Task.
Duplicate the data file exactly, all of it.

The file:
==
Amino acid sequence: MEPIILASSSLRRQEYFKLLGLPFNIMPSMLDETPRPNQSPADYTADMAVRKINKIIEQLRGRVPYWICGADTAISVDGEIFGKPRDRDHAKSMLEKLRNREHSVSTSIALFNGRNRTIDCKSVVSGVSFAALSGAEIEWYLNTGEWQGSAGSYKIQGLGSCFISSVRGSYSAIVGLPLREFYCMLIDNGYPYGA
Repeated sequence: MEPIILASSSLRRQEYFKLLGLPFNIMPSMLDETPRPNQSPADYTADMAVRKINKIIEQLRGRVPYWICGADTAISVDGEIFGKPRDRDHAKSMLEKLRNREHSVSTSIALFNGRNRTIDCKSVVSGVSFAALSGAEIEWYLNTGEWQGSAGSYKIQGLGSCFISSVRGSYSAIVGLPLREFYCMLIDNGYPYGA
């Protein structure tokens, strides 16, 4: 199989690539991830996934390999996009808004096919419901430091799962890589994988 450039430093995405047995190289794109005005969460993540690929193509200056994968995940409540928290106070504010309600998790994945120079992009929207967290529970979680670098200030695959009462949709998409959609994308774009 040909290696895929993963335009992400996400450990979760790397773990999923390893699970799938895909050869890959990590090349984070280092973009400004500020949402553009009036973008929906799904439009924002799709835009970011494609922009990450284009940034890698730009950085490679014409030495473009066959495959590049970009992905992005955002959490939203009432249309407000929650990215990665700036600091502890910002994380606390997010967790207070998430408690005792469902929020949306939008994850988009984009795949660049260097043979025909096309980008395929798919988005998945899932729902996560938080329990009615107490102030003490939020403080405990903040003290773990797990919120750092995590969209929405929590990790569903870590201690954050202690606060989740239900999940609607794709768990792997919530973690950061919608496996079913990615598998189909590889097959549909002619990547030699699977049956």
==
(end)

Amino acid sequence: MEPIILASSSLRRQEYFKLLGLPFNIMPSMLDETPRPNQSPADYTADMAVRKINKIIEQLRGRVPYWICGADTAISVDGEIFGKPRDRDHAKSMLEKLRNREHSVSTSIALFNGRNRTIDCKSVVSGVSFAALSGAEIEWYLNTGEWQGSAGSYKIQGLGSCFISSVRGSYSAIVGLPLREFYCMLIDNGYPYGA
Repeated sequence: MEPIILASSSLRRQEYFKLLGLPFNIMPSMLDETPRPNQSPADYTADMAVRKINKIIEQLRGRVPYWICGADTAISVDGEIFGKPRDRDHAKSMLEKLRNREHSVSTSIALFNGRNRTIDCKSVVSGVSFAALSGAEIEWYLNTGEWQGSAGSYKIQGLGSCFISSVRGSYSAIVGLPLREFYCMLIDNGYPYGA
């Protein structure tokens, strides 16, 4: 199989690539991830996934390999996009808004096919419901430091799962890589994988 450039430093995405047995190289794109005005969460993540690929193509200056994968995940409540928290106070504010309600998790994945120079992009929207967290529970979680670098200030695959009462949709998409959609994308774009 040909290696895929993963335009992400996400450990979760790397773990999923390893699970799938895909050869890959990590090349984070280092973009400004500020949402553009009036973008929906799904439009924002799709835009970011494609922009990450284009940034890698730009950085490679014409030495473009066959495959590049970009992905992005955002959490939203009432249309407000929650990215990665700036600091502890910002994380606390997010967790207070998430408690005792469902929020949306939008994850988009984009795949660049260097043979025909096309980008395929798919988005998945899932729902996560938080329990009615107490102030003490939020403080405990903040003290773990797990919120750092995590969209929405929590990790569903870590201690954050202690606060989740239900999940609607794709768990792997919530973690950061919608496996079913990615598998189909590889097959549909002619990547030699699977049956």